A change that is under consideration is best approached in a formal manner. Businesses should consider all those processes that are otherwise thought of as tedious and time-consuming formalities. In addition, external consultants should be brought in to facilitate the processes in order to avoid failure.

One company that has seen its fair share of changes is Sun Microsystems. The very nature of the IT industry has made Sun’s upper management take change management seriously. The vendor runs online change management training internally for its staff. Sun’s own strategy is to focus on its staff and process. Sun follows four basic steps when brining in changes.

“The first stage for us is to identify the champions who will drive the change. We then envision the future state, ensuring this is communicated and understood. Rather than just sending e-mails, the champions discuss the benefits of the change in person. They also identify concerns and provide answers. This is rounded off by regular updates on progress, both on the payback and the issues encountered,” says Graham Porter, marketing manager, Sun Microsystems Middle East and North Africa.||**|||~|Tony-Alam-Body.jpg|~|Alam: Communication plays a significant role in managing change effectively at an employee level.|~|The vendor’s own experience of change management has made it believe that when change management does fail, it is because the focus has been on the new solution being implemented rather than the employees. Approximately 80% of the issues related to change are with people and processes.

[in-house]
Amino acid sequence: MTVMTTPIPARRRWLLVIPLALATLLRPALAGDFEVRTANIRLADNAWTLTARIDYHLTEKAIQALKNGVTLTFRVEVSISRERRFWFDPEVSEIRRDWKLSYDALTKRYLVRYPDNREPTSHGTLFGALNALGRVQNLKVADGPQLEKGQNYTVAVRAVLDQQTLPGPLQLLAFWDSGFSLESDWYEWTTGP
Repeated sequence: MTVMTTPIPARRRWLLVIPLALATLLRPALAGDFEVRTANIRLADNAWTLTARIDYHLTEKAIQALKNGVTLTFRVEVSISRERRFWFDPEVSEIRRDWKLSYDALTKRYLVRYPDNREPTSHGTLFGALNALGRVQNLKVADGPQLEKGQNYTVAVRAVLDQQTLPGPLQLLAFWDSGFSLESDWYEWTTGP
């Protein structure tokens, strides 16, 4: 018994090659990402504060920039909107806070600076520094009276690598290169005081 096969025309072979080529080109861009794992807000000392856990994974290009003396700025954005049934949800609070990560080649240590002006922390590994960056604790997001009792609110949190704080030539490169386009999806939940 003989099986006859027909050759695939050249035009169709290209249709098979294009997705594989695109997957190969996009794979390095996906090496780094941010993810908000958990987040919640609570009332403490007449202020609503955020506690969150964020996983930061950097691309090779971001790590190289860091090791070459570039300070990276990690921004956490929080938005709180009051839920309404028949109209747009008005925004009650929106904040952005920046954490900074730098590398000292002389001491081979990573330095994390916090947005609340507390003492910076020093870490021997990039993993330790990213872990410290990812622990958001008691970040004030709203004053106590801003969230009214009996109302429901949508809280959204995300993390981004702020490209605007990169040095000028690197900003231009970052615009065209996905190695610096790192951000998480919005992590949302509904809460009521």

For example, when an energy provider in the Kingdom of Saudi Arabia (KSA) decided to introduce changes, the process did not work that well. The company in question rolled out process management applications and provided the necessary training. However, the employees did not take the training process seriously because they were not comfortable with the new IT tools. Finally, the company decided to provide incentives to encourage its workers embrace the change.

“Statistics show that 80% of IT system failures are the results of poorly managed change. As the markets progress, they become more demanding; hence organisations need to implement new technologies to upgrade existing systems in order to cope with market demands. A reliable IT environment would be a prerequisite for any business that wishes to be successful,” states CNS’ Alam.